Cracking the code: Part two
The second instalment in a two-part series, this article looks at the requirements to ensure a useful and accurate CCTV inspection report.
by Auscodes Managing Director Peter Slingsby
What to have in the CCTV van before starting a conduit survey
1. Terms of the contract: In the contract the customer or client should specify what the inspections are hoping to achieve, if photos are to be taken and where, whether the survey should start at the manhole wall or the centre of manhole, and which WSA coding version to use. The contract should also state that the operator is to have a ‘Conduit Inspection Reporting Code accreditation’, certificates for road safety and confined spaces, and site paperwork if required. If these instructions are not followed and the appropriate certificates are not obtained, the report could be classified as ‘Non-conforming’ and might require a re-survey
2. Plans: The operator should have paper or digital plans showing the location and conduit information of the pipes that require inspection, giving an indication of what nodes will be required for access and if any extra safety or access permissions are required. The plans should also indicate and provide header information, street location, whether the conduits are upstream or downstream, the size and material, and the length of the pipes. Finally the plans should have the node and asset numbers to be inspected. This information will help to select which camera, wheels and spacers might be required to centralise the camera in the pipe, and if the cable is long enough to do the job.
3. The WSA 05 conduit condition manual: This is probably the most important item but is seldom seen in the CCTV Inspection unit. This manual tells the operator what is required in the report and film header, maximum speeds through the pipe, where to set the 00.0 m for the start, and where to end the survey, defect codes, descriptions and pictures, defect structural and service scores, and all the information for successful inspection and report.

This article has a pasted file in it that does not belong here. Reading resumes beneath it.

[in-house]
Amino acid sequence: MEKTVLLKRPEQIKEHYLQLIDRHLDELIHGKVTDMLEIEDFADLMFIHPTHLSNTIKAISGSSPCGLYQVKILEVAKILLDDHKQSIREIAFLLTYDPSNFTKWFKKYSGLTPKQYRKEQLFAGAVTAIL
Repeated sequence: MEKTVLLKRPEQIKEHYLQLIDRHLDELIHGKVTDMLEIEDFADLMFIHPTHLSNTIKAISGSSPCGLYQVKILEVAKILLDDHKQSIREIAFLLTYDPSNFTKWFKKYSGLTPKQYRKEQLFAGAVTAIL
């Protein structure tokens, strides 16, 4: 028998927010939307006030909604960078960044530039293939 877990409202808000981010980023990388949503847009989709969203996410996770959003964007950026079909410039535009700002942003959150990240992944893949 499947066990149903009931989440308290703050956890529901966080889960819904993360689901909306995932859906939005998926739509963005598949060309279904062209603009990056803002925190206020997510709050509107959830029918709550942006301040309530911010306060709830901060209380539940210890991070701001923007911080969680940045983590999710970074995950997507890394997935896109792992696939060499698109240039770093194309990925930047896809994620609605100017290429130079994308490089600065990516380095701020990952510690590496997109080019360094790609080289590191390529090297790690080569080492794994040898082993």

4. The survey: If the operator has attended an accreditation course then the manual would also have been fully explained. They will have knowledge on the best way to survey a pipe. Techniques including: stop and look at the walls, invert and obvert of concrete pipe, don’t pan and tilt while moving, if the zero is at the ‘inside face of the node’ then the survey should finish at the ‘inside face of the node. At the end of survey the operator should check that the software has saved the video and report and that the scores, structural and service grade have been calculated. The access asset should be left in a safe and clean condition.
When an operator follows the instructions in the manual and correctly identifies the defects, the computer will calculate the correct numeric grade and the appropriate rehabilitation, repair or replacement can planned and executed, if required.
Incorrect coding can lead to conduits being unnecessarily relined or conduits that have serious defects being passed over without repair, resulting in collapse. In the past this has resulted in disastrous results.
It is not just a matter of having the best CCTV unit – the quality of the unit is irrelevant if the operator does not recognise and correctly code a defect, or use the correct camera survey techniques. Without adequate training, the subsequent inspection report is probably not worth the paper it’s written on.
For more information visit the Auscodes website.
Part one of this article was published in the December edition of Trenchless Australasia and covered the guidelines for delivering useful and accurate CCTV reports.
This article was featured in the December edition of Trenchless Australasia. To view the magazine on your PC, Mac, tablet, or mobile device, click here.
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